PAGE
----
There is some very anecdotal evidence, mainly from newspaper reports, from Singapore, that on building sites there has been some transmission. But, again, it is very hard to say whether that was outdoors or actually in shared toilet facilities or shared food facilities.
Q711 Chair: To return to the question that we had for Public Health England on the basis of the 2-metre rule, most other countries have taken a decision to have a shorter distance as a guideline. What is your assessment of that?
Professor Noakes: My assessment is that it is complicated. The reason for 2 metres is related to an understanding of how respiratory droplets behave in the air, and that is a complex flow process. There are studies that use very controlled laboratory settings, which show that the risk decreases with distance and that between 1.5 and 2 metres the risk drops off quite significantly. Those are very controlled laboratory settings with a computer model or a mannequin.
There are also some studies that have looked at what happens to the particles when somebody coughs and how they behave in the air. They can be shown to be really complex, and they move in a cloud, which means that they can go further. There is evidence that things can actually go further than 2 metres. There is also a certain amount of epidemiological evidence from things like transmission on aircraft, which suggests that most transmission of many respiratory diseases happens within a couple of seat rows, which, again, is a space of around 1.5 to 2 metres.
We recommended 2 metres, based on the fact that that is where the evidence is sitting at the moment. Having said that, it is very complex, and as we learn more we may be able to adjust it. We have already stated that, if people are back to back or to the side, the risk is lower. One of the papers we produced stated that we believed that, if you are about 1 metre to the side or back, you are breathing what is in the air in the room rather than the plume coming out of somebody’s mouth.
Q712 Chair: One of the benefits of experience in this country and others across the world is that you see what works and what does not, and you can calibrate better. From what you have said, would it be reasonable to say that the variables or key factors are distance, ventilation and length of exposure?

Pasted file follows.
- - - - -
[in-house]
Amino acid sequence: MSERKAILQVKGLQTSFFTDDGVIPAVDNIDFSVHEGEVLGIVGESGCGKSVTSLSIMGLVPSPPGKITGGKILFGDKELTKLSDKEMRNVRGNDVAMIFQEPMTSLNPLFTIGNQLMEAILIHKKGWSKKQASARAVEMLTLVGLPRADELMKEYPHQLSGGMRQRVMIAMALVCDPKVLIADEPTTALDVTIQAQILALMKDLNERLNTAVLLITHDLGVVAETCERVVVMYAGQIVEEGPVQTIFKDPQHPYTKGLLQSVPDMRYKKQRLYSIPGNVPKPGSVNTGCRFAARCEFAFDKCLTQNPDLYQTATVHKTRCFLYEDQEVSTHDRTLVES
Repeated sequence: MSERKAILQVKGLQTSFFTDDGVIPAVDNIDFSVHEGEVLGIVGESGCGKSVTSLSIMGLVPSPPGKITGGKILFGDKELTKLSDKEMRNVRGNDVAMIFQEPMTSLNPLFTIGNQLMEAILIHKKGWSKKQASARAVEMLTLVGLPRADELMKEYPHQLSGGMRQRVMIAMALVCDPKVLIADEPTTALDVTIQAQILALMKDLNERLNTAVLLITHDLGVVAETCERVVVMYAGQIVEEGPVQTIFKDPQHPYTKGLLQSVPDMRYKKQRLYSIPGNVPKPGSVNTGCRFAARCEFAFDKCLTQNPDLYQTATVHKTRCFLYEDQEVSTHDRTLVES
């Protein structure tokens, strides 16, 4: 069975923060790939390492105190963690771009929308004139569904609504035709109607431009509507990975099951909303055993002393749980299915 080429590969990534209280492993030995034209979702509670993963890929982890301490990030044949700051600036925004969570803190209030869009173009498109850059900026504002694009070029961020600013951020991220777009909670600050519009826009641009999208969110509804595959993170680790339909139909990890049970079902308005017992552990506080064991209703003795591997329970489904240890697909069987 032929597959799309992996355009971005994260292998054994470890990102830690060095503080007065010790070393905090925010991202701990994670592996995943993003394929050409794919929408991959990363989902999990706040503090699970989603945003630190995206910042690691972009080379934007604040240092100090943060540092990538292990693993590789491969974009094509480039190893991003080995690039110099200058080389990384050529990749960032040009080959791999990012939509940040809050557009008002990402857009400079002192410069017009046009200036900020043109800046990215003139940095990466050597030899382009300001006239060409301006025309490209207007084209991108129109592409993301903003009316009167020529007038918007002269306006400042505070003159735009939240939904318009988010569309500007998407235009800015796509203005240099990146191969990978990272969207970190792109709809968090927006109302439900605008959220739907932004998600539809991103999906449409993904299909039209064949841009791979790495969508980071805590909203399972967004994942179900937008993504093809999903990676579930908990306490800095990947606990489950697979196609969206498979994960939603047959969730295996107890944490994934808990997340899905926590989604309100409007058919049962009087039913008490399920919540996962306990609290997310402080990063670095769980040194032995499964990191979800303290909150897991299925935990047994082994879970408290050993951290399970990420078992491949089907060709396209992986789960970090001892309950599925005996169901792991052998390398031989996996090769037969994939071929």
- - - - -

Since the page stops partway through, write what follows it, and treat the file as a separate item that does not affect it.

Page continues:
Professor Noakes: Yes. Ventilation does not really interfere with the 1 to 2-metre space; it interferes with the rest of the room.
Q713 Chair: I see. The length of exposure is clearly—
Professor Noakes: Yes, the length of exposure matters. If you walk past somebody in the street and you are within a metre of them, the risks are very small, because you are very unlikely to be able to be exposed to sufficient virus.
Q714 Chair: In terms of recalibrating it, obviously, there is virtue to simplicity, if everyone has 2 metres in their minds, but a reflection of the science might be more nuanced and informed by the evidence. I dare say that that is a decision as to how people would be able to follow messages and guidance that is specific to variables like the distance that people are apart.
Professor Noakes: It is also important to remember that people are not static. When people are very static, 2 metres is one thing, but 2 metres allows for some flexibility, because people will move. If you put two people a metre apart and they turn to face each other and lean in, they are going to be half a metre apart.
Chair: Thank you. I am very grateful for that.
Q715 Carol Monaghan: Professor Curran, it has been reported that the Health and Safety Executive has paused its inspection of workplaces because of the risk that it poses to its own staff. First, is that true? If so, how can we expect employees to work in conditions that are too risky for the Health and Safety Executive?
Professor Curran: I can confirm that the stories are not true. HSE has been undertaking inspections. Obviously, when lockdown was first introduced, our inspections of non-hazardous installations paused while we recalibrated ourselves to enable us to undertake the appropriate risk assessments for our own staff to go out. Our staff are now going out to workplaces, responding to concerns and advice raised through the normal channels, and are taking enforcement action both in relation to Covid-19 and in the general purpose of their duties—looking for issues that may lead to breaches of the Health and Safety at Work etc. Act. Our inspectors are on the ground as we speak today.
Q716 Carol Monaghan: Thank you for that. I have been contacted by a number of businesses within my constituency, and businesses where my constituents are employed. They want to do the right thing for their employees, but they are not sure. The Government’s own guidelines say that employers should assess whether the activity can safely go ahead. First, what criteria should they use to carry out that assessment and, secondly, if the employee is clinically vulnerable, what should be considered an acceptable level of risk?
Professor Curran: Public Health England has produced a range of guidance that aims to help people to make some of these decisions. Our approach would be very simple, in that we would look for people to undertake a full and comprehensive risk assessment in the context of Covid-19. In doing so, they should consider all the elements of their job, because we know that jobs do not consist of one kind of activity all day, and they should think, as Cath said, about the three possible key areas: transmission through the air, through people and through surfaces. In each of those circumstances, they should think about what effective controls might be used to manage the risk of transmission or contracting the disease.